Labour will redefine ‘affordable housing’ to help more people on middle incomes buy their own homes, the party will announce on Thursday.
Jeremy Corbyn and Shadow Housing Secretary John Healey are set to unveil plans to link affordable house prices to average incomes, instead of allowing them to be dictated by local market values.
The announcement is alongside a pledge to build a million “genuinely affordable homes” over ten years – although the majority will be for social rent, not for sale.
The Tories claim Labour were making undeliverable promises, and accused Corbyn of wanting to axe the right for council tenants to buy their own homes.
Ahead of the unveiling of Labour’s affordable housing review, Healey said: “We will build for those who need it, including the very poorest, with a big boost to new social rented homes.
“We will also build Labour’s new affordable homes to rent and buy for those in work on ordinary incomes who are priced out of the housing market and being failed by housing policy.
“The ‘just coping’ class in Britain today who do the jobs we all rely on – from nurses to call centre supervisors to shop staff.
Corbyn added: “When housing has become a site of speculation for a wealthy few, leaving the many unable to access a decent, secure home, something has gone seriously wrong.
“Luxury flats proliferate across our big cities, while social housing is starved of investment and too many people are living in dangerous accommodation at the mercy of rogue landlords.
“We need to restore the principle that a decent home is a right owed to all, not a privilege for the few. And the only way to deliver on that right for everyone, regardless of income, is through social housing.”
Other proposals set out for consultation by Labour will also include:
a new ‘duty to deliver’ affordable housing for councils, with a new needs assessment and enhanced ‘new homes bonus’ for affordable housing
a new English Sovereign Land Trust to make more land available, more cheaply
new borrowing freedoms and central funding to get councils and housing associations building at scale
a new Department for Housing.
Labour has been keen to make housing front and centre of the local election campaign, with voters due to go to the polls across the country in two weeks.
It produced a party election broadcast earlier this month focusing on the issue, featuring interviews with people recounting their experiences of the housing crisis, including a support worker who was forced to serve an eviction notice to a woman who had recently suffered a miscarriage.
An ex-serviceman, a teacher and a radiographer were also among those who described their struggles with the high cost of renting.
It was revealed earlier this year that home ownership for under-45s dropped by more than a million since the Conservatives came to power in 2010.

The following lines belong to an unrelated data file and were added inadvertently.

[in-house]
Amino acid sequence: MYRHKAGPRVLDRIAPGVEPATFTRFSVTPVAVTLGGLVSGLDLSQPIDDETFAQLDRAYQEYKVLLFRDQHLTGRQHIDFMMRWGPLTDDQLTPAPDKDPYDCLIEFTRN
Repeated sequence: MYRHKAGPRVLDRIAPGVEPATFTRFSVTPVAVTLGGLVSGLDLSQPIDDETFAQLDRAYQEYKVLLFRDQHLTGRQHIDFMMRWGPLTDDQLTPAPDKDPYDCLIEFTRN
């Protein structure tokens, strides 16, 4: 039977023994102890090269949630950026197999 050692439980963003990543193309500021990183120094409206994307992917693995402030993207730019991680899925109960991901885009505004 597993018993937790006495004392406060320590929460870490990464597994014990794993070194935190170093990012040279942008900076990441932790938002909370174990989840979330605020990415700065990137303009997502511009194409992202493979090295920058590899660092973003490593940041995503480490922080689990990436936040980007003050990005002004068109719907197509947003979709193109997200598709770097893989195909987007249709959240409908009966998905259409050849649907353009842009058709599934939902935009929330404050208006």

The English Housing Survey showed that whereas 4.46 million under-45s owned a property in 2009/10, that figure fell to 3.41 million by 2017.
Theresa May vowed to tackle the “broken housing market” in a speech to the Conservative Party conference last year, and in the Autumn Budget it was announced that stamp-duty would be abolished for most first-time buyers.
That was calculated by the Office for Budget Responsibility would to lead to an increase in house prices, an analysis backed up by a Treasury Select Committee in a report published in January.
David Orr, Chief Executive of the National Housing Federation, described the measures as “a positive statement of ambition”
He said: “It sets out an important package of measures which recognise the vital role that housing associations play in building the genuinely affordable and quality homes the country needs.
“It includes many policies to welcome, especially the £4billion in grants for affordable homes and cheaper access to land.
“This paper should be the catalyst for further important conversations between the sector and the Labour Party and we look forward to working with them on this.”
Conservative Housing Minister Dominic Raab was dismissive of the announcement, and said: “Labour always make big promises, and always fail to deliver them.
“In London, the Labour Mayor has not built the affordable homes that he promised. And Labour would kick away the housing ladder from everyone living in council houses by taking away their Right to Buy, just as Labour did in Wales.
“Under the Conservatives, we are investing £9 billion to build more good quality homes that people can afford and have seen the highest number of new homes being built for a decade.”
The local elections, due to take place on Thursday May 3, will see council seats up for grabs across England, including in the 32 London boroughs